The United States Court of Appeals for the Second Circuit recently confirmed that Bankruptcy Code provision 11 U.S.C. § 526(a)(4) is not unconstitutionally overbroad in violation of the First Amendment, overturning a contrary lower court decision. A copy of the opinion is attached.
Section 536(a)(4) prohibits a debt counselor from advising a client to incur more debt in contemplation of bankruptcy. After the district court found § 526(a)(4) unconstitutional, the Supreme Court interpreted the section in Milavetz, Gallop & Milavetz, P.A. v.
In Milavetz, the Supreme Court determined that § 526(a)(4) should not be read as prohibiting "any discussion of the advantages, disadvantages, or legality of incurring more debt." Rather, the Supreme Court interpreted the section more narrowly to only prohibit, "a specific type of misconduct designed to manipulate the protections of the bankruptcy system."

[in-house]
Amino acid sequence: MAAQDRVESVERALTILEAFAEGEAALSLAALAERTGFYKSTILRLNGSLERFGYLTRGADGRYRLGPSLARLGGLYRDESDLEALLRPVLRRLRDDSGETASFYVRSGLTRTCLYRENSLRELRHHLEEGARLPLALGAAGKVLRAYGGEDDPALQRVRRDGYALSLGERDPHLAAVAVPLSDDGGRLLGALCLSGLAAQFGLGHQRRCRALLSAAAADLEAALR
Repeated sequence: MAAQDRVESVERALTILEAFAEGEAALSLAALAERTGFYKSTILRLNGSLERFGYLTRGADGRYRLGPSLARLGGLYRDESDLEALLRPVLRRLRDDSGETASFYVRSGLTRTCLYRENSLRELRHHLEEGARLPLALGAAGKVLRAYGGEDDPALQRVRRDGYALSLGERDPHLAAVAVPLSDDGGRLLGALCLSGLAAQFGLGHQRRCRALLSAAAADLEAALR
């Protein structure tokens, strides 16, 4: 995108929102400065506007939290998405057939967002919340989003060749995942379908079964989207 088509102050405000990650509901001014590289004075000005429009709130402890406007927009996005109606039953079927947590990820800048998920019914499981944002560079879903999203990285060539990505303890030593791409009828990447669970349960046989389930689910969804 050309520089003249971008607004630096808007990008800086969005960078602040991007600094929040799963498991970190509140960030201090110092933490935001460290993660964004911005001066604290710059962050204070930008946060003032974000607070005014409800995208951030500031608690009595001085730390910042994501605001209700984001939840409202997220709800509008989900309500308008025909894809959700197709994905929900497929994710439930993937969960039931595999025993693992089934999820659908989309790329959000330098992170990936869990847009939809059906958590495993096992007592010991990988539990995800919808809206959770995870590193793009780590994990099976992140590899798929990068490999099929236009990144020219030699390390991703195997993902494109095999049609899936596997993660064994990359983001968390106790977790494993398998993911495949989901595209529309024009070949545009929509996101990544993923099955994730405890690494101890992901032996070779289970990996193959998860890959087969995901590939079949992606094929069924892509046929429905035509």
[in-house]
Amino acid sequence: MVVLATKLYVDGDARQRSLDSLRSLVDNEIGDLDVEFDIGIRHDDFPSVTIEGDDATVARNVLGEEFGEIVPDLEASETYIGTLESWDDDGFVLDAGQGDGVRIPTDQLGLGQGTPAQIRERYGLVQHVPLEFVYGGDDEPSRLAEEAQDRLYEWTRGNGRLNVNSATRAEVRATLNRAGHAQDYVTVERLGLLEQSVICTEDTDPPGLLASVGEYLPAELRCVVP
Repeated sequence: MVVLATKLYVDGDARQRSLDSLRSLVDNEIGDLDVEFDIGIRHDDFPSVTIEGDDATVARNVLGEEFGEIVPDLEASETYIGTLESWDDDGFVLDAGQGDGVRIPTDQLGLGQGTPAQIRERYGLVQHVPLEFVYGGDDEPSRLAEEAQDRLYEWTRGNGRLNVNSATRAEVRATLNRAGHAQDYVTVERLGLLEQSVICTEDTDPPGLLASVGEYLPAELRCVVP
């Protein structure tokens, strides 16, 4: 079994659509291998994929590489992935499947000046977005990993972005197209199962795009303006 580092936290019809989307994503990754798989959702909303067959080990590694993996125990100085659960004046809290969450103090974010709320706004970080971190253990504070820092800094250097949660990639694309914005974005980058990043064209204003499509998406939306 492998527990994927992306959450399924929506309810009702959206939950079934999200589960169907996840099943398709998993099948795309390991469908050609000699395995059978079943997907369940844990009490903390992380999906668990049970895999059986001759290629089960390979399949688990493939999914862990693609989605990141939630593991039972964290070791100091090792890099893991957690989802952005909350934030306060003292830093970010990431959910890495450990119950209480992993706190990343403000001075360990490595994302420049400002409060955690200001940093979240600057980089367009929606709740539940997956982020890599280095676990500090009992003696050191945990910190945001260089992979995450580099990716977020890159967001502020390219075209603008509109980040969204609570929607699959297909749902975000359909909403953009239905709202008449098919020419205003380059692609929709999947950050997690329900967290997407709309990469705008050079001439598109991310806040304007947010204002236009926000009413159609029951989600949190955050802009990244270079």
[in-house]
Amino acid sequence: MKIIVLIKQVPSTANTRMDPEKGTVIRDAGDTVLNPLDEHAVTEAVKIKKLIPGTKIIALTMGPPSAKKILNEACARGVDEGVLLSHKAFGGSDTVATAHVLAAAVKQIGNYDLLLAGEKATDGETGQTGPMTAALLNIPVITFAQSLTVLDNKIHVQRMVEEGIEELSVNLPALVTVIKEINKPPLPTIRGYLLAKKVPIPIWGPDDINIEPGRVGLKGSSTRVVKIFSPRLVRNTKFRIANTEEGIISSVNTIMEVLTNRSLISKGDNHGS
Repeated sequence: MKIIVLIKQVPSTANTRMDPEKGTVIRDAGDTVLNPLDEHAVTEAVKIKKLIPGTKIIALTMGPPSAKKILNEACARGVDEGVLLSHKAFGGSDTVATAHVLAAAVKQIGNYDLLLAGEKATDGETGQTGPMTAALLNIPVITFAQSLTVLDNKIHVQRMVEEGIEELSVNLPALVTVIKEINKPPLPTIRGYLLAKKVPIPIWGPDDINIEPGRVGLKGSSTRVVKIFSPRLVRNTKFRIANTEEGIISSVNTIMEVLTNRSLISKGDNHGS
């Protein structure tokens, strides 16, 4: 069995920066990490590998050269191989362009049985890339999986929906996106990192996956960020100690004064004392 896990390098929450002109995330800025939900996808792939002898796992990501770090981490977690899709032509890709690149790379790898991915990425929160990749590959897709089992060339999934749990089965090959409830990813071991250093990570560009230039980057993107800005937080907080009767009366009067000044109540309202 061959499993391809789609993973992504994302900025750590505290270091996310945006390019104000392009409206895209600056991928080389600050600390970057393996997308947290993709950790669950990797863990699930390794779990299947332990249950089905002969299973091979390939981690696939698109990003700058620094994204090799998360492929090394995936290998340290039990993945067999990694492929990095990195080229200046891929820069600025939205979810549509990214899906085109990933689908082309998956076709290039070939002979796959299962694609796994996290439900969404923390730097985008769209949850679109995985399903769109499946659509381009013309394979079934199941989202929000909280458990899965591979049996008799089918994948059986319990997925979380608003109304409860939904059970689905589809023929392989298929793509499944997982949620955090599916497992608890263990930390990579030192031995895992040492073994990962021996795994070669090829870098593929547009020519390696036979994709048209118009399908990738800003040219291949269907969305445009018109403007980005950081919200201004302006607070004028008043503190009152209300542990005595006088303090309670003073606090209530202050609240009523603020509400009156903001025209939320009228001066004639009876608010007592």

Specifically, the Supreme Court determined that § 526(a)(4) exists to prevent debt counselors from advising clients to load up on debt with the intent of having that debt discharged in bankruptcy. The Court found that the statute leaves bankruptcy advisors "free to talk about the incurrence of debt, so long as they are not affirmatively advising a client to commit this type of abusive prefiling conduct." Therefore, in light of the Supreme Court's decision in Milavetz, the Appellate Court determined that § 526(a)(4) was not unconstitutionally overbroad and remanded the case to the district court.
Ralph T. Wutscher
Kahrl Wutscher LLP
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